For real work, I use a Linux workstation. Android, Windows, Macs are useless for real work for me: they miss the integrated circuit design app ;-)

    Even email is a work distraction, but I have to live with it.

    In other words, I use my Passport for mobile computing, not just to make phonecalls or surf the Web, or shop occasionally (all of which I do on the Passport without missing anything). And, yes, I don't play games and don't do social media. I feel no need for either.



    Posted via CB10
    Awesome for you. I prefer preparing slides on my computer. And I can't analyze data on my phone. But that is awesome that you get so much out of your phone.

    Posted via CB10
    02-11-17 04:08 PM
  17. BigBadWulf's Avatar
    It's very relevant to the topic.
    It's about achieving monopoly positions. That's what we have now.
    If Google wouldn't be arm twisting then you would have bb10 with the latest android runtime (I don't need it but some do) and with the users having the capacity to decide permissions to all apps, including those of Google and BlackBerry, and also deciding if they wanted to pay with cash or with data for Google services.
    But Google and most companies and app developers copying their approach would have none of that. They want you to register with a web account, give them your mother's maiden name and your dog's name so that they "can better serve you and verify the correct operation of their own software". They don't want your money, your data is much more valuable.

    Posted via CB10
    It's their runtime.
    02-11-17 05:32 PM
  18. markmall's Avatar
    It's their runtime.
    We have laws about company's with monopoly power, even if innocently obtained.

    Posted via CB10
    02-11-17 06:03 PM
  19. Fret Madden's Avatar
    We have laws about company's with monopoly power, even if innocently obtained.

    Posted via CB10
    It's not a monopoly, it's their store. Google has no problem with other stores existing and they aren't stopping anyone from using them. If people want to use their store, they have rules for what they want in return to further their business.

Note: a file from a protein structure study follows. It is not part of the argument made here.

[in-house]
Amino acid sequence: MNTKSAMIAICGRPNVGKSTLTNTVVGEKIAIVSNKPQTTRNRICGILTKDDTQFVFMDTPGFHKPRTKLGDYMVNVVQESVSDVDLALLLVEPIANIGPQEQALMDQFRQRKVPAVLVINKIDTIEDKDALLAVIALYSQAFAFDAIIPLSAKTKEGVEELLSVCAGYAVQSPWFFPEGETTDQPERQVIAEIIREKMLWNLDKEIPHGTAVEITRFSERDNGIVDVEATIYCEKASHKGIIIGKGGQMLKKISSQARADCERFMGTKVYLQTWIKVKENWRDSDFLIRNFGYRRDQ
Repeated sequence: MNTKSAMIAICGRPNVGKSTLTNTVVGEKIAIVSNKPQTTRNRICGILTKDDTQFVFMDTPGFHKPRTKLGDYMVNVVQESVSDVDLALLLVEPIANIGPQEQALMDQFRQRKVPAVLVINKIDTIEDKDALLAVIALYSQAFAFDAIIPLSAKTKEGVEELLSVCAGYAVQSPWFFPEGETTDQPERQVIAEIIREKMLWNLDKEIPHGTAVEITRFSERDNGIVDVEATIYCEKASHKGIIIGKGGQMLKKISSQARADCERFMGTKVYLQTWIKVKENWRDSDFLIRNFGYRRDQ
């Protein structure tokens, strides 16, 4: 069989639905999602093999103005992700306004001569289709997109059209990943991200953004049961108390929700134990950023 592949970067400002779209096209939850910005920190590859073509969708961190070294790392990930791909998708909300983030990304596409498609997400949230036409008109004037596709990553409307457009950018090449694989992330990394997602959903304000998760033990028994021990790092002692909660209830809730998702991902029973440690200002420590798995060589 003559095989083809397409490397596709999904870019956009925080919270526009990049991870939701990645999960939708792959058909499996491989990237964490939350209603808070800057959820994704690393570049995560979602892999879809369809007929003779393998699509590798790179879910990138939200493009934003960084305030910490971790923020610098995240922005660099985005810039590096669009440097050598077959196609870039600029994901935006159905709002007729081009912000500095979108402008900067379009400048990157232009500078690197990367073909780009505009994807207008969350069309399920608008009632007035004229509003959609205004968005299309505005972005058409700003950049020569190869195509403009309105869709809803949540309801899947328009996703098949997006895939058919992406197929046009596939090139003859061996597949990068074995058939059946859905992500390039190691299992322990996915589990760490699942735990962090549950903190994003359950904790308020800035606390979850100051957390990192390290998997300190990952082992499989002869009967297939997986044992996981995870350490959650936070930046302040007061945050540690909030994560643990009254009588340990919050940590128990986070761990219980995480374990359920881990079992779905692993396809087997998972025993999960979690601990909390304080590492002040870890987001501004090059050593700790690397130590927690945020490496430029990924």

02-11-17 06:19 PM
  20. BigBadWulf's Avatar
    Based on the logic being offered, I suppose we should dissolve all patents, and shut the offices down. No one's unique idea can be preserved as their own, and profited from. Is this truly the direction you want to go in? What result do y'all expect?

    This avenue of thinking, will result in nothing but a complete stifling of inventive development. I believe proprietary and monopoly are being confused here. They are not the same.
    02-11-17 07:59 PM
  21. sorinv's Avatar
    It's not a monopoly, it's their store. Google has no problem with other stores existing and they aren't stopping anyone from using them. If people want to use their store, they have rules for what they want in return to further their business.
    Yes, but the law does not give them a free hand to data-mine me without giving me an option to pay in cash.
    The law in Canada doesn't allow them to invade my privacy by tracking my clicks, yet governments do not enforce the law on them. I don't have a Google account, I have never used android, I don't do Google search, yet they monitor pretty much all pages on the internet.
    The governments are on their payroll. They don't pay proper taxes.
    They bully everyone into being datamined.


    Posted via CB10
    markmall likes this.
    02-11-17 08:57 PM
  22. sorinv's Avatar
    It's their runtime.
    What about app permission?! What about datamining adroid and most webpages on the internet?

    Posted via CB10
    02-11-17 09:00 PM
  23. markmall's Avatar
    It's not a monopoly, it's their store. Google has no problem with other stores existing and they aren't stopping anyone from using them. If people want to use their store, they have rules for what they want in return to further their business.
    Try googling anti-trust law and read up on it.

    Posted via CB10
    02-11-17 10:25 PM
  24. conite's Avatar
    Try googling anti-trust law and read up on it.

    Posted via CB10
    Try googling the success rate of those who take legal action against Google for anti-trust. It doesn't pass the threshold.
    Fret Madden likes this.
    02-11-17 10:41 PM
  25. BigBadWulf's Avatar
    What about app permission?! What about datamining adroid and most webpages on the internet?

    Posted via CB10
    What about it's their runtime?
    Fret Madden and DrBoomBotz like this.
    02-11-17 11:10 PM